HINTON – Creating new recipes can be difficult, but three Hinton Community School students took on the challenge to win first place in Food Innovations at the FCCLA STAR events this past weekend in San Diego, California.  

Ian Hertenstein, Kyra Peters and Sara Skuodas, all juniors at Hinton Community, put a healthier spin on fajitas to beat out hundreds of other teams to earn the top spot in the national competition. Hertenstein was the only one of the trio to make the trip to San Diego to present their project. 

Formerly known as Future Homemakers of America, Family, Career, and Community Leaders of America is an organization geared toward “personal growth and leadership development through Family and Consumer Sciences education,” according to the FCCLA website.  

The food innovations category combines aspects of culinary arts and business practices. Contestants must develop a product, test said product on focus groups, and develop a plan to market it. A new scenario is introduced every year for teams to build their plans around.  

“In this year’s scenario, we had to create a meal kit with less than 720 milligrams of sodium per serving,” Hertenstein said. “First, we had to find a food, and then find a way to reduce the sodium by a lot. We chose fajitas because we all like them, and they are fairly simple to make.”  

The team was able to whip up a fajita recipe that only used 190 milligrams of sodium, 530 milligrams less than the maximum amount allowed. 

“To reduce the amount of salt, we added more seasonings and spices and a lot more vegetables,” he said. “And the judges said it was super healthy, they didn’t complain much.” 

Hertenstein, Peters and Skuodas participated in the food innovations competition the year before, placing seventh nationally. Hertenstein said that the biggest difference between this year and last was time management.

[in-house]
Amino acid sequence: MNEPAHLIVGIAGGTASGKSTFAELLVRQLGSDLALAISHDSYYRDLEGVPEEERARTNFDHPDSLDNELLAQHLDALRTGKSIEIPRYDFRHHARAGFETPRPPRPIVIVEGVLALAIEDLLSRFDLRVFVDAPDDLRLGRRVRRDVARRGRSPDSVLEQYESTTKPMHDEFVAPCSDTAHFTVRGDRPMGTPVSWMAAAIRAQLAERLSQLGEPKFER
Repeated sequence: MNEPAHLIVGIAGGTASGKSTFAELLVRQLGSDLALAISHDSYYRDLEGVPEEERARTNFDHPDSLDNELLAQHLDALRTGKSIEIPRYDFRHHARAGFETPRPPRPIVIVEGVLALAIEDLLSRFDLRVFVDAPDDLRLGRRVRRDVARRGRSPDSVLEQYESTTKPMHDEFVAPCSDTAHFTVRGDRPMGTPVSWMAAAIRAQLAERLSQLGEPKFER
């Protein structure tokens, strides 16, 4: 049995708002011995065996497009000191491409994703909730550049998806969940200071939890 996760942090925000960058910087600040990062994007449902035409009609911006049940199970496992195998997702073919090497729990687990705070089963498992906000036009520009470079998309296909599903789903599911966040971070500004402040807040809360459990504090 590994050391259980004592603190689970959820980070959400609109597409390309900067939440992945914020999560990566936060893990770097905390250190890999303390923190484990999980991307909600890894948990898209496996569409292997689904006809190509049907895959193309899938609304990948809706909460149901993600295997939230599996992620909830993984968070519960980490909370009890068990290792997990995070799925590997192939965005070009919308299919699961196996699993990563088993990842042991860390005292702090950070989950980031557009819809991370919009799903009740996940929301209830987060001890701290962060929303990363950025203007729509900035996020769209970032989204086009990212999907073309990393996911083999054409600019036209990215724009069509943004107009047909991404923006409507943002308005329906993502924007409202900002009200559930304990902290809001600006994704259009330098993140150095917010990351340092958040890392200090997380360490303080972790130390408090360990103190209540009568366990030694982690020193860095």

“Sara and I had show choir, Kyra has basketball and track— it all took up a lot of time,” Hertenstein recalled. “There were times when one of us would have something and the other two showed up to work on it. It doesn’t take forever to do this project, but it takes a long time. Last year we walked into something and didn’t know what we would be doing. This year we weren’t walking blindly.”  

It took roughly fourth months to complete the project, with a statewide competition in late March and then the national competition from June 29 to July 3.  

“There was no district competition this year due to COVID,” said Hinton Community School teacher and FCCLA advisor Alison Hertenstein, who is also Ian’s mother. Usually, competitors from Iowa will compete in the district competition first, followed by the state and national competitions.  

Despite their first-place finish nationally, the team members from Hinton did not win the state championship, finishing second instead.  

“It comes down to the set of judges that you end up with,” Alison Hertenstein said. “They are judging according to a rubric, but even though there is a rubric, it can still be pretty subjective.”  

Ian Hertenstein said the team’s goal going into the national competition was to place in the Top 10 and earn a gold medal.  

“Hearing we were in the Top 10 was a relief just to know that the hard work had paid off. I was happy,”  Ian said. “When we came in first it was pure surprise, pure joy.”  

The experience he gathered was the real prize, though. Hertenstein also wants to become a national officer at FCCLA, a step up from his current role as FCCLA Iowa state president. 

“One goal is to use it to get into better colleges like Notre Dame, one of my dream schools,” Hertenstein said. “I can use this as a steppingstone to get experience in the business world. There are board meetings and all these other things that help you in life to understand the real world.”  

Even after the four-month ordeal, Hertenstein is not sick of fajitas.

“I very much enjoy Mexican cuisine,” he said.